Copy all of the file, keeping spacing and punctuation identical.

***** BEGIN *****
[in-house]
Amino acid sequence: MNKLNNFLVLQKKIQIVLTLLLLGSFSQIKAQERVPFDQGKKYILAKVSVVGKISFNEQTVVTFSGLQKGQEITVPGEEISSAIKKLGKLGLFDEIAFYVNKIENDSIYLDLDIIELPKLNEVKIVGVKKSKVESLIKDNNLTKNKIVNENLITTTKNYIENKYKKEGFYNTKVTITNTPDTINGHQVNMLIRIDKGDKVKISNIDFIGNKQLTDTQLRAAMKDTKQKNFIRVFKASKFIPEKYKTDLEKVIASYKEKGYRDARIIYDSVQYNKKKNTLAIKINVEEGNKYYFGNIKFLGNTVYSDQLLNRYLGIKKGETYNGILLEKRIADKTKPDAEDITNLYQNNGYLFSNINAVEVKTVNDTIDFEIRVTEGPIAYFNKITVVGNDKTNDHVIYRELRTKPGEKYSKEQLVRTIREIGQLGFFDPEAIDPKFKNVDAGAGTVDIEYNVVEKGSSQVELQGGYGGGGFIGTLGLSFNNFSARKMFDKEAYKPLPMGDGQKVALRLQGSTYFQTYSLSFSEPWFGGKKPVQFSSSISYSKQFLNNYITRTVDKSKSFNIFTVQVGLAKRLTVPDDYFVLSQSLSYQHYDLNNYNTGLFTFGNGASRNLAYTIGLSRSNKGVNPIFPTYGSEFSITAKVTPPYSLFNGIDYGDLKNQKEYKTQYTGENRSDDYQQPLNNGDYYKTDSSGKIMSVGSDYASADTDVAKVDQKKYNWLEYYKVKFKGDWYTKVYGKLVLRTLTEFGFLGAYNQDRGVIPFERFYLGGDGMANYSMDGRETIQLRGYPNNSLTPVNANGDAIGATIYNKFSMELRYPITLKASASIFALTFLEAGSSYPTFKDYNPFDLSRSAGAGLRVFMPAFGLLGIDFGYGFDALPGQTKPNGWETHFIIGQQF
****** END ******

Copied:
[in-house]
Amino acid sequence: MNKLNNFLVLQKKIQIVLTLLLLGSFSQIKAQERVPFDQGKKYILAKVSVVGKISFNEQTVVTFSGLQKGQEITVPGEEISSAIKKLGKLGLFDEIAFYVNKIENDSIYLDLDIIELPKLNEVKIVGVKKSKVESLIKDNNLTKNKIVNENLITTTKNYIENKYKKEGFYNTKVTITNTPDTINGHQVNMLIRIDKGDKVKISNIDFIGNKQLTDTQLRAAMKDTKQKNFIRVFKASKFIPEKYKTDLEKVIASYKEKGYRDARIIYDSVQYNKKKNTLAIKINVEEGNKYYFGNIKFLGNTVYSDQLLNRYLGIKKGETYNGILLEKRIADKTKPDAEDITNLYQNNGYLFSNINAVEVKTVNDTIDFEIRVTEGPIAYFNKITVVGNDKTNDHVIYRELRTKPGEKYSKEQLVRTIREIGQLGFFDPEAIDPKFKNVDAGAGTVDIEYNVVEKGSSQVELQGGYGGGGFIGTLGLSFNNFSARKMFDKEAYKPLPMGDGQKVALRLQGSTYFQTYSLSFSEPWFGGKKPVQFSSSISYSKQFLNNYITRTVDKSKSFNIFTVQVGLAKRLTVPDDYFVLSQSLSYQHYDLNNYNTGLFTFGNGASRNLAYTIGLSRSNKGVNPIFPTYGSEFSITAKVTPPYSLFNGIDYGDLKNQKEYKTQYTGENRSDDYQQPLNNGDYYKTDSSGKIMSVGSDYASADTDVAKVDQKKYNWLEYYKVKFKGDWYTKVYGKLVLRTLTEFGFLGAYNQDRGVIPFERFYLGGDGMANYSMDGRETIQLRGYPNNSLTPVNANGDAIGATIYNKFSMELRYPITLKASASIFALTFLEAGSSYPTFKDYNPFDLSRSAGAGLRVFMPAFGLLGIDFGYGFDALPGQTKPNGWETHFIIGQQF